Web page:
We are made to move, to pounding unrelenting sound, constantly past and through: glass, marble, generic structured ceiling, up and up, layer upon layer, floor upon floor. An American voice talks of architecture with apparent authority, suggesting an instant relationship to knowledge and understanding that is never just expressive. In a mirror, a little window or porthole, is a glimpse of pleasure, with movement that suggests a steady sense of effort and labour. Light is reflected, returned, prismatic, and diffuse. And then there is an aquarium, and you circle around, see the whole house, with body-building and layers of possible relief and relaxation – medicine, cleaning, and butt massage. With gothic script spelling Through the Water, the aquarium is red, the pale walls are forbidding. Fantasy and dream are handled with even pace, along with talk of tarot, tasting, trysting, and trading.
The fantasy, now so much more sophisticated that the game of Quake in 1999, makes a mock order, organisation, or place. The queer layers of dungeons and dragons reflect a political world within a world, where leisure and labour continuously collide, a virtual fair of chilling fakery where the fiction is familiar enough to be entered. This construction – with views of an exceptionally desirable, immediately recognisable Venice, for instance, with the great lagoon, or Manhattan looking out over the Hudson River – is matter of fact and fun. There are boxing gloves, and men, in a nonchalant semi aroused state, constantly touching themselves without really bothering. Further up on the tenth floor a Turkish bath, and talk of even more rubbing, massage, masculine beauty, matters turned medical, specific, but still. The colonic irrigation, anal douche, quick cleaning, divination, tarot, crystal and stars give way, on the twelfth floor, to a swimming pool at night. But this, with its beat, and insistent, even narrative, with all its promise in terms of time and logic, its social organisation, is as real as it is not.
Healy made his first invented place with digital animation some time ago, whilst studying at the Royal College of Art. What may have become familiar in art terms now was equally chilling and fascinating then. The digital model, a take-away reality, presents the ultimate place within a place; it bears the logic of the somewhat real, and all the charm – or lack of charm – of a virtual walk through an hotel imagined long enough to then stay away. A play of expectation and association, which disappears when the switch is turned off or the plug is pulled. With its semi classical plinths and columns, and light coming through floating curtains caught in the breeze, this new work is slightly scary. In artistic terms it still does the trick, while remaining as far away as possible, behind screens with the added time and authority of narrative.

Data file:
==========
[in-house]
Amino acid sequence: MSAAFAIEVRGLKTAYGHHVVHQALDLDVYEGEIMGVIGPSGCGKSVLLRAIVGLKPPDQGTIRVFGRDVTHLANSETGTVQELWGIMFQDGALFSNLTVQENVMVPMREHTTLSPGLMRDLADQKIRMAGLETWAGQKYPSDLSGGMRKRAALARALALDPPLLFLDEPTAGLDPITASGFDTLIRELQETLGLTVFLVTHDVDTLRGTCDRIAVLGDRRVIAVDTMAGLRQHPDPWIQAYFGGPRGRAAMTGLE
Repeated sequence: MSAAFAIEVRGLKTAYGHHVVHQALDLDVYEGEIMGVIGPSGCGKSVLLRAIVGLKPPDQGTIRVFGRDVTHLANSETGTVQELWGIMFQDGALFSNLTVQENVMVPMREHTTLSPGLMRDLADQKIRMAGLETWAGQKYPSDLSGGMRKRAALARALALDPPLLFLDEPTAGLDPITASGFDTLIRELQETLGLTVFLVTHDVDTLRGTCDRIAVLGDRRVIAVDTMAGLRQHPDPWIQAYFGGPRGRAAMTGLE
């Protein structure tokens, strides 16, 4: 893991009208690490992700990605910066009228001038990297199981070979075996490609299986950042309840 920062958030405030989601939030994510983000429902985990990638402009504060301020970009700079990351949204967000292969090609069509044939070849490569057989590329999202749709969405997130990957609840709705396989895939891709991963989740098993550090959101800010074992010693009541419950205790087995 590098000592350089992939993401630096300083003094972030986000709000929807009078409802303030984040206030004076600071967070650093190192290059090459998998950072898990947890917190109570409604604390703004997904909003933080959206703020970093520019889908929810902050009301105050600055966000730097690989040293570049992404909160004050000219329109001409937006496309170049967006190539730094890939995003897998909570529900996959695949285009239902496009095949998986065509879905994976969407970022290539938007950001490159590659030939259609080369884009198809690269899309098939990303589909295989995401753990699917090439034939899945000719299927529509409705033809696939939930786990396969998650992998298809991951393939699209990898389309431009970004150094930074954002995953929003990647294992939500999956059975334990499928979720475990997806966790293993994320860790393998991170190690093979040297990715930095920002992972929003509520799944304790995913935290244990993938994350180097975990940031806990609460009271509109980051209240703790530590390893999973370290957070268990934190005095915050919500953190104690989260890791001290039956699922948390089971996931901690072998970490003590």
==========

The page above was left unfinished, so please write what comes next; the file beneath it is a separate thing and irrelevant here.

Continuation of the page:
Virtual shifting, transparent invention. Following the rules and conventions of illusory space in a way that contemporary art can, yet must not. The unreal has to be made to look real. So, rivers, between decks, and Big Sur, then ‘spirits’, white nylon and a ‘cubic cocoon’. The lettering reads out a strange back to the future; it’s an average, almost suburban sense of desire that edges still further away, onward and upward.
Healy has used architecture before. The last piece, on Fire Island’s particular, Modern beach houses, shows an estate agent’s overview: a shuffling, spying, apparent drone moving across and around a dreamy beachside shack. The narrative glides through the space, designed by Horace Gifford, across heavily patterned surfaces which, in the nature of such a get-away, are both soft and hard to unexpected heights. The cabin, with its wood covering, light and dark and sparkling, is in this case Gifford’s own, and in it he has known no limits. No limits then, before the slow beginning and sudden end of sexual liberty, as much as liberation.
The sense of place in Healy’s Fire Island is contained, almost actual, with the historical reference clear. However, in Lubricants & Literature, we find ourselves on an unrestrained tour made up of anecdote, expectation, association, sexual fantasy and function. A place for everything, and everything in its place, with sex in between. This is a parallel society, where the artist tries to understand a massive range of mystic, civic, personal and political principles. An installation of decorative elements accompanies the film, with books flapping over slender arms supporting metal candle-holders and lit candles. Bathed in pink light, it gestures to its equivalent, a much more generous collective construction, behind the screen downstairs.
© Sacha Craddock 2017